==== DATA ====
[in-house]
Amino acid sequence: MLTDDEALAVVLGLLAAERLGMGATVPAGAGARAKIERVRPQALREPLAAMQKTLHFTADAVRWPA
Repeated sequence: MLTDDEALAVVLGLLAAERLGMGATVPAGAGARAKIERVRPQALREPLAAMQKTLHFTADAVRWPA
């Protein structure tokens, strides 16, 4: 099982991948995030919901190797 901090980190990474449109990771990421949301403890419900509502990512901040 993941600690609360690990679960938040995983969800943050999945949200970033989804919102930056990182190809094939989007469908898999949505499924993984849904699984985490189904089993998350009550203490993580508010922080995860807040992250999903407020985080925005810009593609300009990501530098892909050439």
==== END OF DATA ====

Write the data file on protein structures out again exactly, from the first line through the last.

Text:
[in-house]
Amino acid sequence: MLTDDEALAVVLGLLAAERLGMGATVPAGAGARAKIERVRPQALREPLAAMQKTLHFTADAVRWPA
Repeated sequence: MLTDDEALAVVLGLLAAERLGMGATVPAGAGARAKIERVRPQALREPLAAMQKTLHFTADAVRWPA
């Protein structure tokens, strides 16, 4: 099982991948995030919901190797 901090980190990474449109990771990421949301403890419900509502990512901040 993941600690609360690990679960938040995983969800943050999945949200970033989804919102930056990182190809094939989007469908898999949505499924993984849904699984985490189904089993998350009550203490993580508010922080995860807040992250999903407020985080925005810009593609300009990501530098892909050439």